Water Boards: Don’t Give Polluters a Pass with Staffing Gaps

September 15th, 2020

The COVID-19 pandemic has brought uncertainty and tested the resolve of people, businesses, and governments around the world. The holds true in California, which faces a $54.3 billion budget deficit due to losses in tax revenue and increases in COVID-19 related spending.

Despite this historic state deficit, and following sweeping announcements by the U.S. Environmental Protection Agency that it is suspending enforcement of environmental protection laws during the COVID-19 crisis, the State Water Board rejected requests for industry exemptions and reaffirmed its commitment that all households – and the environment – have access to clean, healthy water.

Today, the State Water Board will consider an increase in annual water quality permit fees to meet the agency’s budget needs. As common practice, the State Water Board raises fees in order meet its budget change proposal for the coming year, but is facing significant pressure not to raise fees due to COVID-19. If fees are not increased this year, the Water Boards will face an estimated $9.64 million shortfall for its water quality programs, 42 positions will remain unfilled this coming year, and dischargers will face a steeper fee increase in FY 2021-2022.

The Water Boards are already facing a historic staffing short-fall due to the pandemic – for a variety of reasons ranging from furloughs, COVID-19 tracing, and retirements – and further staffing vacancies will only inhibit the Water Boards’ ability to serve their critical functions and keep up with the full range of demands and threats on our state’s water quality. Already, enforcement across the Water Boards is lacking with only 11 stormwater penalties assessed between July 2018 and June 2019, while over half of California’s waterways are too polluted to drink, swim, or fish.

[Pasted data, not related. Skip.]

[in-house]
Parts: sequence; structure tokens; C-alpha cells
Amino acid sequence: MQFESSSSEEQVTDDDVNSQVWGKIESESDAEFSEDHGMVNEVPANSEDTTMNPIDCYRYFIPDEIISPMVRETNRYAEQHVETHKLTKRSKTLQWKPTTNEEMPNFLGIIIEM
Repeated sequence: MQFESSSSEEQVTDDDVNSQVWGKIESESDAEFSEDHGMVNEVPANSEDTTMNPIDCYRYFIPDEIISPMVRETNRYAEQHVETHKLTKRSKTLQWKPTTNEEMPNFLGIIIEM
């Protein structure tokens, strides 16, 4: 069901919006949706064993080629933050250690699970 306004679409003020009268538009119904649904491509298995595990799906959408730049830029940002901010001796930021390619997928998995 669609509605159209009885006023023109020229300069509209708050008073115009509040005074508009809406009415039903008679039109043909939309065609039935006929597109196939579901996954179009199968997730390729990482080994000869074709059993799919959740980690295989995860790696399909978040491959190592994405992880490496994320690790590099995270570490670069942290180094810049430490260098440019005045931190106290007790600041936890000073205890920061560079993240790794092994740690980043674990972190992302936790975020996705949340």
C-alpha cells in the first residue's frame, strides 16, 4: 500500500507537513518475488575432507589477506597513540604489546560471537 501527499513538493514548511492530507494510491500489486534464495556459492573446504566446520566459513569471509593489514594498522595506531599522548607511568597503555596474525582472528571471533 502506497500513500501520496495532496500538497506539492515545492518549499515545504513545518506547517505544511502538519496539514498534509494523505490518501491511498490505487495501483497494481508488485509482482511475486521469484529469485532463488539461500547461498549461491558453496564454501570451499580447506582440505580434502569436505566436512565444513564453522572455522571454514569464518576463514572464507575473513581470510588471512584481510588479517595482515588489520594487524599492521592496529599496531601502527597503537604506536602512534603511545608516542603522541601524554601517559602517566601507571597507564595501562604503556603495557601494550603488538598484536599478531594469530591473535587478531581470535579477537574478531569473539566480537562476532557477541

California has some of the toughest water quality laws in the nation. But without sufficient staff to support and enforce these laws, these laws are only words on a page. Suspending or failing to act on regulatory requirements will disrupt California’s commitment and significant work it has undertaken to secure safe, affordable water for every Californian, restore its groundwater aquifers, and ensure that its rivers, bays, and estuaries are safe to drink, fish, and swim. Leaving gaps in Water Board staffing will give polluters a pass – placing the health of communities & ecosystems further at risk – and is not the solution we need during the pandemic.

CCKA and its local Waterkeepers work year-round to protect our drinking water and the rivers, beaches, and ocean we love – and we need the State and Regional Water Boards to do the same. 

Categories: Clean Water Accountability Project, Happening Now